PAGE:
It is estimated that more than 72,000 children aged between three and 10 have autism in the UK.
By Denise Glass
BBC Scotland news website, Tayside reporter
Now a campaign has been launched to raise £1m to provide specially trained dogs to help youngsters with the condition.
Lacey stops Joe from running away in the street
It is understood that the first child in mainland UK to receive one of the dogs was Joe from Dundee.
He was diagnosed with autism when he was two.
His mother, Paula Craik, said it was hard to cope.
She explained: "Joe was frustrated being in shops, noisy crowds, bright colours.
"He would get distressed and he would lash out."
"If you tried to hold his hand and walk down the street he refused, he didn't like the touch of your hand.
"He wanted to go another way and would bolt and you would have to run after him."
Ms Craik then heard about an organisation in Canada that had been successfully training dogs for youngsters with autism and was determined to find one for Joe.
She got in touch with the charity Support Dogs who agreed to help.
However, Joe had to get used to being around dogs first, so once a week he went with his mother to Forfar Guide Dogs.
Then after many months of searching, Joe was introduced to Lacey and after almost a year of training the Labrador moved in with the family.
Joe, who is now five, is attached to Lacey's harness and the dog is trained to make sure he cannot run into dangerous situations.
The family is also now able to go to the shops and to doctors', dentist and hospital appointments without Joe having an episode.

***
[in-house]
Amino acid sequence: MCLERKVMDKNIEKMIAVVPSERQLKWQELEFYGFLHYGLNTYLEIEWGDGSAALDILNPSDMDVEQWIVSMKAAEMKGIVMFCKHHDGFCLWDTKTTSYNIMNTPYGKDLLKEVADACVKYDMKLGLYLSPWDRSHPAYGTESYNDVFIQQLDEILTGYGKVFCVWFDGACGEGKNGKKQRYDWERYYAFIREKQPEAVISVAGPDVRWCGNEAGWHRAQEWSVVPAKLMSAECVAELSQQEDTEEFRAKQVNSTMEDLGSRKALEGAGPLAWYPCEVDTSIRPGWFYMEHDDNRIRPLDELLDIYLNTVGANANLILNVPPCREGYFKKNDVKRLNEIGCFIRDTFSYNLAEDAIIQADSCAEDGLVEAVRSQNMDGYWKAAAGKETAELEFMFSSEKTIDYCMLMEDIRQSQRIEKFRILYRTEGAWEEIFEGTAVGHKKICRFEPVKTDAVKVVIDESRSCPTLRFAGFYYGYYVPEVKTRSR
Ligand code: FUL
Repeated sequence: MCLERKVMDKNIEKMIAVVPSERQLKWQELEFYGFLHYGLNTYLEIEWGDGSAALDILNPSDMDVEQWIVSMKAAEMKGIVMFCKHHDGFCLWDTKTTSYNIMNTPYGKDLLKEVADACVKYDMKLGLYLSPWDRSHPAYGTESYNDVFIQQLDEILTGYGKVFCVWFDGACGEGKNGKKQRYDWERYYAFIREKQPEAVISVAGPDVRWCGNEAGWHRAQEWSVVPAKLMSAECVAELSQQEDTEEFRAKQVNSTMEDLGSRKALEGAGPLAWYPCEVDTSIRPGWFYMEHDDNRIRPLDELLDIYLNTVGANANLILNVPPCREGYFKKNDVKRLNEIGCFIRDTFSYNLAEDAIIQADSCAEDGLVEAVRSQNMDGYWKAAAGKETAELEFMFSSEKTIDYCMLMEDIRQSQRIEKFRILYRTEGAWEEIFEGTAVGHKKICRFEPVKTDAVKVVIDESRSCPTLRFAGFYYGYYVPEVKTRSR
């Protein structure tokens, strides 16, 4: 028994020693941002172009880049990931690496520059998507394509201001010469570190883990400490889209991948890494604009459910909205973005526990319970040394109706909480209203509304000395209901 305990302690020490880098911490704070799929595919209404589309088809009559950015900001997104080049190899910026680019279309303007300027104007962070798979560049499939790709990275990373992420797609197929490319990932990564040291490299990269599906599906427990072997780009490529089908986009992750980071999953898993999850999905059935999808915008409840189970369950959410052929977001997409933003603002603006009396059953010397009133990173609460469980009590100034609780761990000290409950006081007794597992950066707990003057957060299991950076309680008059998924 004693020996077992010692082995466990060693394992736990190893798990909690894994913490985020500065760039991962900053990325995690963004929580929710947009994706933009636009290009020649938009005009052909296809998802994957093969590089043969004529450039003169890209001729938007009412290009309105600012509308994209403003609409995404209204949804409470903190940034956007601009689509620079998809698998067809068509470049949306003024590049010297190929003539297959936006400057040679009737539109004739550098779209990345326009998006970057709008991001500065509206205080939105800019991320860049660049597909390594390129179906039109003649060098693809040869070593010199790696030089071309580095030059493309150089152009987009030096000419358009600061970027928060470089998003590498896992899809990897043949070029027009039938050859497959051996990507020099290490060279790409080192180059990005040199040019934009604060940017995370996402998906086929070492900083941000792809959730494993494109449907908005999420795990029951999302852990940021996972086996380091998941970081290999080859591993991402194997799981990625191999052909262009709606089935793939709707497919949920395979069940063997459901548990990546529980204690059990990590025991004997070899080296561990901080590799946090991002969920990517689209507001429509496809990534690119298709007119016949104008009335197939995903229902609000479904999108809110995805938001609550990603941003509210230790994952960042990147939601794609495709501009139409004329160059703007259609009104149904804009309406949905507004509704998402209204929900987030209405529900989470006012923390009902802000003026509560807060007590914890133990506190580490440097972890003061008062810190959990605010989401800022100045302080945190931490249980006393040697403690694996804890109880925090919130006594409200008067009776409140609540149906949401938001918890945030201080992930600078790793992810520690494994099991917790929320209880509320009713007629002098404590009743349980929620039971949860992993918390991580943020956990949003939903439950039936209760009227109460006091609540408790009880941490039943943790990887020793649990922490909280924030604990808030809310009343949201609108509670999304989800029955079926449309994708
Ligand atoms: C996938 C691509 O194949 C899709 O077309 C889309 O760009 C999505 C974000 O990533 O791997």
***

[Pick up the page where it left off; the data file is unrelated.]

Joe's vocabulary has also improved - before he would only say and understand about 10 words, now he is learning Spanish.
Ms Craik also believes people are more willing to talk to Joe now he has Lacey.
She said: "Before people wouldn't approach us, because I assume they thought he was a badly behaved child.
"Now people will come up and look at Joe and he'll look at them in the face.
"They'll ask him questions like 'What's your dog's name?' and say 'What a special dog you have' and he responds.
"It may be in gibberish and they can't understand what he's saying, but the fact that he's responding, that's all that matters."
Three-year-old Lacey is about to embark on further training which will see her learn extra safety skills.
She will learn how to stand in front of him and push him back if she detects that he is in danger.
Ms Craik has said that having Lacey around has allowed them to have a life, whereas before they did not.
She added: "I want to thank Support Dogs for giving us hope for Joe's future.
"Before it was very uncertain what kind of future he might have, whereas now we have hopes that he could lead a fairly normal life.
"Lacey is Joe's best friend."